10. The one with Yul Brynner? Oh, that sounds absolutely terrible. Like with another literary adaptation starring him (The Sound and the Fury, which I have avoided as well*), what baffles me is the apparent focus on Dmitri Karamazov due to the star casting. Not to say that William Shatner and Richard Basehart are/were unknowns, but...look at the posters; it was Yul's show. But I'm getting away from my point; Dmitri isn't a dull character, but I think that, if an adaptation absolutely had to focus on one of the brothers, Alexei or Ivan (who is one of my very favorite literary characters) would be far more interesting selections. *How do you justify taking Quentin (the first one) out of TSatF? Alt+MAlt+N
  11. Even with those ratings in mind, in your opinion, are there pieces that one could regret missing out on if they were to stick with Images? (Bear in mind that I've been toying with the idea of doing some major Wikipedia contributions to all things Bergman.)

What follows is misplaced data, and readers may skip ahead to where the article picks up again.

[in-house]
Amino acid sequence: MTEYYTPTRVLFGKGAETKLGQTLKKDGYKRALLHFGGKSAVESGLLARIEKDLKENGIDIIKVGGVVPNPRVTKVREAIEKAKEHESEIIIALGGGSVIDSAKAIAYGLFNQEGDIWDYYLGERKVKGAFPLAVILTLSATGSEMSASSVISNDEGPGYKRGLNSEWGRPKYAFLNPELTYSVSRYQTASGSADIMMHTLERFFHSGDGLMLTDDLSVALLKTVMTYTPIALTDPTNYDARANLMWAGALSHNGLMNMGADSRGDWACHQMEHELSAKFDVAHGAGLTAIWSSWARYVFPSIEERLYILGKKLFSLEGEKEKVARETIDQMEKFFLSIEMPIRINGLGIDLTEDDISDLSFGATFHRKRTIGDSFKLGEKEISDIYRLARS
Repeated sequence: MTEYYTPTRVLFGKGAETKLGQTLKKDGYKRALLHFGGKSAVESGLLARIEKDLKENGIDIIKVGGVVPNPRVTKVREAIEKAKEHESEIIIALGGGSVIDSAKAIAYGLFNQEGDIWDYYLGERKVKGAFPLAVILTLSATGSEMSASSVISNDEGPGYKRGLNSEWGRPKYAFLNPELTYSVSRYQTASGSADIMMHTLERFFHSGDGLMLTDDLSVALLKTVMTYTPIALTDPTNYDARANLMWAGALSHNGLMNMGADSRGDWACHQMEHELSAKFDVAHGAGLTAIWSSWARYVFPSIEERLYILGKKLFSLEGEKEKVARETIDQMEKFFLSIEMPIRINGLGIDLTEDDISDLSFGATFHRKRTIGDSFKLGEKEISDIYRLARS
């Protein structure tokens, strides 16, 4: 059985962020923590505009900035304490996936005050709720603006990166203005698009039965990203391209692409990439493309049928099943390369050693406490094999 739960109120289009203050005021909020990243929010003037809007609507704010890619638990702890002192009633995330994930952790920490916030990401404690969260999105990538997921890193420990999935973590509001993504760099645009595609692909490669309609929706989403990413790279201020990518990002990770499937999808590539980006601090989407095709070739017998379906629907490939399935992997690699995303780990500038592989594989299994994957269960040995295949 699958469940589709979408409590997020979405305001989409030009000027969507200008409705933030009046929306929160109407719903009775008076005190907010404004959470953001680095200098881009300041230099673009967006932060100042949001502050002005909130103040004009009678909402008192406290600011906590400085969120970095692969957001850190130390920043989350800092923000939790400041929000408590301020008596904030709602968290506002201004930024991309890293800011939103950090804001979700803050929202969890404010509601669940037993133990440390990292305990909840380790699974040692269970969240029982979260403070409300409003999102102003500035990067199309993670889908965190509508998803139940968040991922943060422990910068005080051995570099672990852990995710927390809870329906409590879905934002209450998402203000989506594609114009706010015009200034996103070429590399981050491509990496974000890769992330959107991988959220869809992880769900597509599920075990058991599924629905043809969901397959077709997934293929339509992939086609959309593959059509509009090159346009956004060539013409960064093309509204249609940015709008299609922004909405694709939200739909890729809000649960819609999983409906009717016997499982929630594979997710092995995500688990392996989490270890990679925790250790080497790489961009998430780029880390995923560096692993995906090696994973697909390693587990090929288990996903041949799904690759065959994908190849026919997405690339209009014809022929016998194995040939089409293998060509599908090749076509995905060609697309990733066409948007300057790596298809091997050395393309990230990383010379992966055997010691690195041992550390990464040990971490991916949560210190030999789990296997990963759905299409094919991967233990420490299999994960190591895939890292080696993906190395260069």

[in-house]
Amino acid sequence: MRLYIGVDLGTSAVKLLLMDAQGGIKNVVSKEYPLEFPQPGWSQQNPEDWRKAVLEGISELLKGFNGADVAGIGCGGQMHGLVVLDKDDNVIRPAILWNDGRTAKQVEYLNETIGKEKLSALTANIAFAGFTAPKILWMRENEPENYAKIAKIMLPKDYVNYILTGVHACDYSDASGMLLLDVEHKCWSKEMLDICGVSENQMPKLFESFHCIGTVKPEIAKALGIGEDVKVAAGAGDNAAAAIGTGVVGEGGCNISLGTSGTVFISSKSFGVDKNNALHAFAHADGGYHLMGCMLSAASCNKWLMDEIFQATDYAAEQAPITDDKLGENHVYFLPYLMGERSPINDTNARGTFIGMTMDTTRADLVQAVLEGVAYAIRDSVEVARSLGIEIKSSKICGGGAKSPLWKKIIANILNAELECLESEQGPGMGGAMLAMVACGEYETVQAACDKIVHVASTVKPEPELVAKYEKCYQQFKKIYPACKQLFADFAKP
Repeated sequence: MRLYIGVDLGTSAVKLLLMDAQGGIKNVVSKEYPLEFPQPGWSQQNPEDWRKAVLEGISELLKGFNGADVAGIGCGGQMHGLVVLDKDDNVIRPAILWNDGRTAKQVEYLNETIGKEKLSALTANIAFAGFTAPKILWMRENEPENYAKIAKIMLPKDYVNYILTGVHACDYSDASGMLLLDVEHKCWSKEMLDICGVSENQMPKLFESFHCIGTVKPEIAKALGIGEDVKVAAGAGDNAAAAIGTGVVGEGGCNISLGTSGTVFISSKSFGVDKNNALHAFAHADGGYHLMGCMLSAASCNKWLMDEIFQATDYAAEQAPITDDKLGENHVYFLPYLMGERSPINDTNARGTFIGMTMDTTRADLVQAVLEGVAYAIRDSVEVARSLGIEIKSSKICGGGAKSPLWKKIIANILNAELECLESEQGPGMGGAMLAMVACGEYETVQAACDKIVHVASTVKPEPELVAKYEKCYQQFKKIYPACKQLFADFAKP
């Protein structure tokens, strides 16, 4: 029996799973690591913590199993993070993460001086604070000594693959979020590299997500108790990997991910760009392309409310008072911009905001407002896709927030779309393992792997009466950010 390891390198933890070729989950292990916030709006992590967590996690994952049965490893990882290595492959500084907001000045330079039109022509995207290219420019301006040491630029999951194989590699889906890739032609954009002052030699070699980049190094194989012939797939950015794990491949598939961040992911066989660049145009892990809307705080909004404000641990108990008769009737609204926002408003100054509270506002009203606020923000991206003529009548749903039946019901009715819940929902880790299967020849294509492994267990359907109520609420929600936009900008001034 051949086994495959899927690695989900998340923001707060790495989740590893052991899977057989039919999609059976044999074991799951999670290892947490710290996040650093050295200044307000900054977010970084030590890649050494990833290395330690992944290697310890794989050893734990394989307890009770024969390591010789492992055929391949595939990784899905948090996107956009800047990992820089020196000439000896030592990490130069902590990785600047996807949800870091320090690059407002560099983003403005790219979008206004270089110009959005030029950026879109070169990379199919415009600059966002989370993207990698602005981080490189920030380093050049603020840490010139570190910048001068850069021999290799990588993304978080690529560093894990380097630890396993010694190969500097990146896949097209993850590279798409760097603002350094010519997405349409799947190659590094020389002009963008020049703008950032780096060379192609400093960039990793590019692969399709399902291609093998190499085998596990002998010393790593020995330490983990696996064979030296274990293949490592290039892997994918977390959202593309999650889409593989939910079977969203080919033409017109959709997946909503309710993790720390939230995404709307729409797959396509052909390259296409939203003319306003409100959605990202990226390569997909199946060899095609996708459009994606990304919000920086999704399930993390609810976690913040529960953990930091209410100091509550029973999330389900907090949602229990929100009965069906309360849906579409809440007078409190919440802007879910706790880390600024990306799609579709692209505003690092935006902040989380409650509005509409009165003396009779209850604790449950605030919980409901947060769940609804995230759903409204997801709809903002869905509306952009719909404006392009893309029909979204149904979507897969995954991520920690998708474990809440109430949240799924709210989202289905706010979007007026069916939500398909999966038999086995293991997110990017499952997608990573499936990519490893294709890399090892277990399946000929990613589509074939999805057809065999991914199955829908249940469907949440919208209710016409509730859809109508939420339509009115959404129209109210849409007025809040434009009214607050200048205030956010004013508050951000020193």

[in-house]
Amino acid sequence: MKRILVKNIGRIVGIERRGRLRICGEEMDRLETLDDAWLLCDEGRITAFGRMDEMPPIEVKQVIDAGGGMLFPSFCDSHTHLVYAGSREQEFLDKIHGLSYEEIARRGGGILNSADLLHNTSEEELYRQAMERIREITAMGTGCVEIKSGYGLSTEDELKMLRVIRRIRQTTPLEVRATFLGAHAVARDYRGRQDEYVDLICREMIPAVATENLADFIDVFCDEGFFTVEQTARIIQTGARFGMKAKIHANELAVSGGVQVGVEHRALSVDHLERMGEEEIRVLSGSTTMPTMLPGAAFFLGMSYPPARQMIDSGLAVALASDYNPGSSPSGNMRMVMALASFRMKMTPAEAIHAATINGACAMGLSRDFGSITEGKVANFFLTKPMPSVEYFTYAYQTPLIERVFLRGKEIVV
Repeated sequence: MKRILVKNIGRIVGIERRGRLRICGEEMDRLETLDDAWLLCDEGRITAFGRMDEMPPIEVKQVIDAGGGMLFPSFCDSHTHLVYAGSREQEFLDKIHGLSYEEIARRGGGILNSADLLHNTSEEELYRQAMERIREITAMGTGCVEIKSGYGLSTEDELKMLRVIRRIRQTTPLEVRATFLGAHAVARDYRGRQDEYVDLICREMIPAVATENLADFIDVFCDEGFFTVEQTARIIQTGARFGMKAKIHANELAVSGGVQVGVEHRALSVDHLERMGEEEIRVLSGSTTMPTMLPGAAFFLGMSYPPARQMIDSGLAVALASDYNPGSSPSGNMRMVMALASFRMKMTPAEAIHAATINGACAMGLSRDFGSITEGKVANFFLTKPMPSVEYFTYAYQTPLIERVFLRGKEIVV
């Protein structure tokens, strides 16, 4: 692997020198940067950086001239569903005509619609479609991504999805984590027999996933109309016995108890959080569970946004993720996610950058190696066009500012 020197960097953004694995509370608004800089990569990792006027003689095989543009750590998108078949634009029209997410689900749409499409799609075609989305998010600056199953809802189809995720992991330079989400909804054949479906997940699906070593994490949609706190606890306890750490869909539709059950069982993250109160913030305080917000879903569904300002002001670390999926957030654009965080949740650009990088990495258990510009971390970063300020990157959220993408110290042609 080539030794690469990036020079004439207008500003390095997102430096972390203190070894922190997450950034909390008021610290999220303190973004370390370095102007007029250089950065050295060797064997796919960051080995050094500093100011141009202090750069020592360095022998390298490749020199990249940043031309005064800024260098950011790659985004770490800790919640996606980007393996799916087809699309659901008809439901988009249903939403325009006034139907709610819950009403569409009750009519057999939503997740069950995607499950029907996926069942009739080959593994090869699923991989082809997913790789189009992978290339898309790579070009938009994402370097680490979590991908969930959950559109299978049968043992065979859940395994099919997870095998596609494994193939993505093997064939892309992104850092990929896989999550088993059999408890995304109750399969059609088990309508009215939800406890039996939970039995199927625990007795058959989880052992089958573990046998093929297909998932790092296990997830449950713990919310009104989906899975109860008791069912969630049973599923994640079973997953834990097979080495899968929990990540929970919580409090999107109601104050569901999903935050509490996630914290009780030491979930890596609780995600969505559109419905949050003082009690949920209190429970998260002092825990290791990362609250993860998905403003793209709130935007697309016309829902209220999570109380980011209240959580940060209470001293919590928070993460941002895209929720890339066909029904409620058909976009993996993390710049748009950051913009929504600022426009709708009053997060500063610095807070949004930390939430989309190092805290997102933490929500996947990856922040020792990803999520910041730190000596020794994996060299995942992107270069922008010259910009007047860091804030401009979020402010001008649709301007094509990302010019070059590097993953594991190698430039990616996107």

12. Agreed, and this is coming from a Camus fan. I often wish The Fall got all the attention instead. Thank you. Holden's inability to consider the possibility that he may also be "phony" drove me up a wall even when I was 13. No, I was never immune from this kind of thinking as an adolescent, but...I have problems with Holden that I've never had with, say, Stephen Dedalus, who I've always felt closer to. (Hence my profile name.)
  13. Kinch


    I'm sorry, but I just can't take a side. I refuse to compare masterworks of such different aims.